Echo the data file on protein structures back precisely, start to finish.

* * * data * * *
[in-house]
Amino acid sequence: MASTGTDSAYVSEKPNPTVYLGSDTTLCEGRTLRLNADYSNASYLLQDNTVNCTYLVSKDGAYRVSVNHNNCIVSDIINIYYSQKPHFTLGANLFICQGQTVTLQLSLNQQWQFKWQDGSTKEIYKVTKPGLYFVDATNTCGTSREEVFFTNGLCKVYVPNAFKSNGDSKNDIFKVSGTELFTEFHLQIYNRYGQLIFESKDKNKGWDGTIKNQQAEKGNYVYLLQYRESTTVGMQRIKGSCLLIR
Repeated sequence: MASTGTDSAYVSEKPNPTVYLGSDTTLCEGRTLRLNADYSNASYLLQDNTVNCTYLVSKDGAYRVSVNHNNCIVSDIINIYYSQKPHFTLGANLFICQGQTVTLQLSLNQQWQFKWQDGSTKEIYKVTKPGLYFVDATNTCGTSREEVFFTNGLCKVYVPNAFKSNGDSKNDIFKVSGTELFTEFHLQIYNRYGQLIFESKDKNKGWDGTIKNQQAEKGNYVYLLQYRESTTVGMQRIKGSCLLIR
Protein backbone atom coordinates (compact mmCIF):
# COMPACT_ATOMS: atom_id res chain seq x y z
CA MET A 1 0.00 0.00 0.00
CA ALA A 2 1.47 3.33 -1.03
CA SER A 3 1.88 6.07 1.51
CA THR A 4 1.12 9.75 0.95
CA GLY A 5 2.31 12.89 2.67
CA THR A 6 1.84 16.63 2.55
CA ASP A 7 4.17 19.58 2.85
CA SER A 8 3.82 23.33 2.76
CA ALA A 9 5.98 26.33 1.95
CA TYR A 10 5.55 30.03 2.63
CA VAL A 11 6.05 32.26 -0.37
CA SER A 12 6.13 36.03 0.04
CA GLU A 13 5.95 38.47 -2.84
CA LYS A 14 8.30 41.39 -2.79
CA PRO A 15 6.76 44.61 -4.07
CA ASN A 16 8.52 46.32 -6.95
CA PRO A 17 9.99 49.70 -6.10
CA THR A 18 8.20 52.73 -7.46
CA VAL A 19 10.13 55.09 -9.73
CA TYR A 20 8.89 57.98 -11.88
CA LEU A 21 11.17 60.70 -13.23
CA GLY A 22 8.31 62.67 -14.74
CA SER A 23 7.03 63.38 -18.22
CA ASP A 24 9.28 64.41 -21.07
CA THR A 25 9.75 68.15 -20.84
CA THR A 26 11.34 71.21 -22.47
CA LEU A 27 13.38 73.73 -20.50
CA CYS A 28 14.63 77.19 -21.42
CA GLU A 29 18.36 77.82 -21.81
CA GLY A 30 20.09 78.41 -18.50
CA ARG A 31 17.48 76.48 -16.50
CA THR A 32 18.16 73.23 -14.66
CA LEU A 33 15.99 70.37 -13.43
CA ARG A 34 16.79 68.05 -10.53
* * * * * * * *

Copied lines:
[in-house]
Amino acid sequence: MASTGTDSAYVSEKPNPTVYLGSDTTLCEGRTLRLNADYSNASYLLQDNTVNCTYLVSKDGAYRVSVNHNNCIVSDIINIYYSQKPHFTLGANLFICQGQTVTLQLSLNQQWQFKWQDGSTKEIYKVTKPGLYFVDATNTCGTSREEVFFTNGLCKVYVPNAFKSNGDSKNDIFKVSGTELFTEFHLQIYNRYGQLIFESKDKNKGWDGTIKNQQAEKGNYVYLLQYRESTTVGMQRIKGSCLLIR
Repeated sequence: MASTGTDSAYVSEKPNPTVYLGSDTTLCEGRTLRLNADYSNASYLLQDNTVNCTYLVSKDGAYRVSVNHNNCIVSDIINIYYSQKPHFTLGANLFICQGQTVTLQLSLNQQWQFKWQDGSTKEIYKVTKPGLYFVDATNTCGTSREEVFFTNGLCKVYVPNAFKSNGDSKNDIFKVSGTELFTEFHLQIYNRYGQLIFESKDKNKGWDGTIKNQQAEKGNYVYLLQYRESTTVGMQRIKGSCLLIR
Protein backbone atom coordinates (compact mmCIF):
# COMPACT_ATOMS: atom_id res chain seq x y z
CA MET A 1 0.00 0.00 0.00
CA ALA A 2 1.47 3.33 -1.03
CA SER A 3 1.88 6.07 1.51
CA THR A 4 1.12 9.75 0.95
CA GLY A 5 2.31 12.89 2.67
CA THR A 6 1.84 16.63 2.55
CA ASP A 7 4.17 19.58 2.85
CA SER A 8 3.82 23.33 2.76
CA ALA A 9 5.98 26.33 1.95
CA TYR A 10 5.55 30.03 2.63
CA VAL A 11 6.05 32.26 -0.37
CA SER A 12 6.13 36.03 0.04
CA GLU A 13 5.95 38.47 -2.84
CA LYS A 14 8.30 41.39 -2.79
CA PRO A 15 6.76 44.61 -4.07
CA ASN A 16 8.52 46.32 -6.95
CA PRO A 17 9.99 49.70 -6.10
CA THR A 18 8.20 52.73 -7.46
CA VAL A 19 10.13 55.09 -9.73
CA TYR A 20 8.89 57.98 -11.88
CA LEU A 21 11.17 60.70 -13.23
CA GLY A 22 8.31 62.67 -14.74
CA SER A 23 7.03 63.38 -18.22
CA ASP A 24 9.28 64.41 -21.07
CA THR A 25 9.75 68.15 -20.84
CA THR A 26 11.34 71.21 -22.47
CA LEU A 27 13.38 73.73 -20.50
CA CYS A 28 14.63 77.19 -21.42
CA GLU A 29 18.36 77.82 -21.81
CA GLY A 30 20.09 78.41 -18.50
CA ARG A 31 17.48 76.48 -16.50
CA THR A 32 18.16 73.23 -14.66
CA LEU A 33 15.99 70.37 -13.43
CA ARG A 34 16.79 68.05 -10.53